If you are hiking with kids, make sure to plan breaks. My husband and I packed plenty of water . . . and m&m’s as incentives. Take care to notice the flora and fauna as you hike, as well as keeping your eyes peeled for snakes and bears (we were warned that both had been recently spotted, but encountered nothing larger than a chipmunk).
For this mother-of-two, there isn’t a much better motivator than someone taking cooking and cleaning duties. I happily made the hike knowing there would be ice-cold water and lemonade waiting as well as a team in the kitchen preparing dinner.
We made it to Hike Inn in about 2 1/2 hours, arriving around 3 in the afternoon. I was told by the reservationist - the only Inn staff that does not live on the property - that you must check in at the Visitors Center and start the hike no later than 2 p.m., or you’ll be unable to make the trip.
At check-in at Hike Inn, each member of my family was given a bag with a towel, washcloth and linens. We dropped those in our room and headed for the beverage station, then promptly out on the deck to take in the mountain views.
|Board games in the Sunrise Room (look, Mom, no plugs or batteries needed)!|
At 5 p.m. there was a facility tour that I found quite interesting; my kids, however, bailed for the board games in the Sunrise Room. Dinner is served promptly at 6 p.m., and, in case you forget, there’s a clanging dinner bell to remind you.
Our evening meal was roasted turkey, fresh green beans and corn, rolls and salad, all served family-style. Carrot cake and coffee topped off the delicious dinner (your breakfast and dinner are included in the price of your stay). My son said the dinner was the best part.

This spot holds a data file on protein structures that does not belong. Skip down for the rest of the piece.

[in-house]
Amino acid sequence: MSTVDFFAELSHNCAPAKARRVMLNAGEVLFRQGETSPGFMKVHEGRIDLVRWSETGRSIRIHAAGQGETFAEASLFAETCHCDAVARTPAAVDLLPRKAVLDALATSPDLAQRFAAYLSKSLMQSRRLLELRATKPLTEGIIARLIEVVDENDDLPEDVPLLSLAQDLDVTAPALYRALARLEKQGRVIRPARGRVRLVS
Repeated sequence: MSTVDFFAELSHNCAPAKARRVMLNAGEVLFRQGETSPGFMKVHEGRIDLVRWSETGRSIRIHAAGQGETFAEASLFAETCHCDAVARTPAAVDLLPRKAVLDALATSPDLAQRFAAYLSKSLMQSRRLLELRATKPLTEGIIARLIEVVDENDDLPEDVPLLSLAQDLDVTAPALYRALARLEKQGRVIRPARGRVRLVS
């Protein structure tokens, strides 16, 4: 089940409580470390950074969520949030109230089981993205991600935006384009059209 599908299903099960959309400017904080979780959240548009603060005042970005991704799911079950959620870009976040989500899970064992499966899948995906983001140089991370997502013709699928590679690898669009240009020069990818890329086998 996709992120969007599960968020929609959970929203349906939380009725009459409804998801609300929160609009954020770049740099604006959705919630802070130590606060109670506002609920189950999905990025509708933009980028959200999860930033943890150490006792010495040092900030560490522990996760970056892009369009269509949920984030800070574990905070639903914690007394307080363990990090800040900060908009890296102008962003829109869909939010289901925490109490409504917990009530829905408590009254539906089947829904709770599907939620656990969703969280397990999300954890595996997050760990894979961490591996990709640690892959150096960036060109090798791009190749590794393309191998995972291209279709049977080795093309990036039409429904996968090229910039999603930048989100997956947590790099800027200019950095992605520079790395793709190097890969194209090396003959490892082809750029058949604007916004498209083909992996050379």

At 7 p.m., there was Appalachia Jeopardy in the Dining Hall for anyone interested, or guests could work a puzzle or play Scrabble. There was also a little bookshelf full of books to borrow during your stay.
The Inn is a no-gadget facility, meaning no phones, TV’s, radios, etc. It’s a good rule so you can actually enjoy the peace and quiet! You might pack a current edition of Smoke Signals for entertainment.
Also on the grounds, you’ll be delighted to discover, is a spot called Starbase. There is a stone structure that is actually a celestial calendar. On the spring and fall equinox, evidently, this is the place to be. Even if you don’t make it on one of those two days, there are plenty of comfortable chairs where you can read or visit or simply contemplate the view.
|The Len Foote Hike Inn as seen from the path leading from Starbase.|
After a good night’s sleep in my bunk, I found the coffee on at 6 a.m., followed by breakfast at 8. We were served grits, eggs, sausage, biscuits with gravy and juice - a perfect carb-loaded energy boost for the impending hike back to the car.
For one night, two rooms and two meals for two adults and two children, I paid $256.46 total. It was a fun adventure that was a little out-of-the-ordinary, and the whole family enjoyed the trip. We all recommend Len Foote Hike Inn for your next family getaway (and make sure to see the worms)!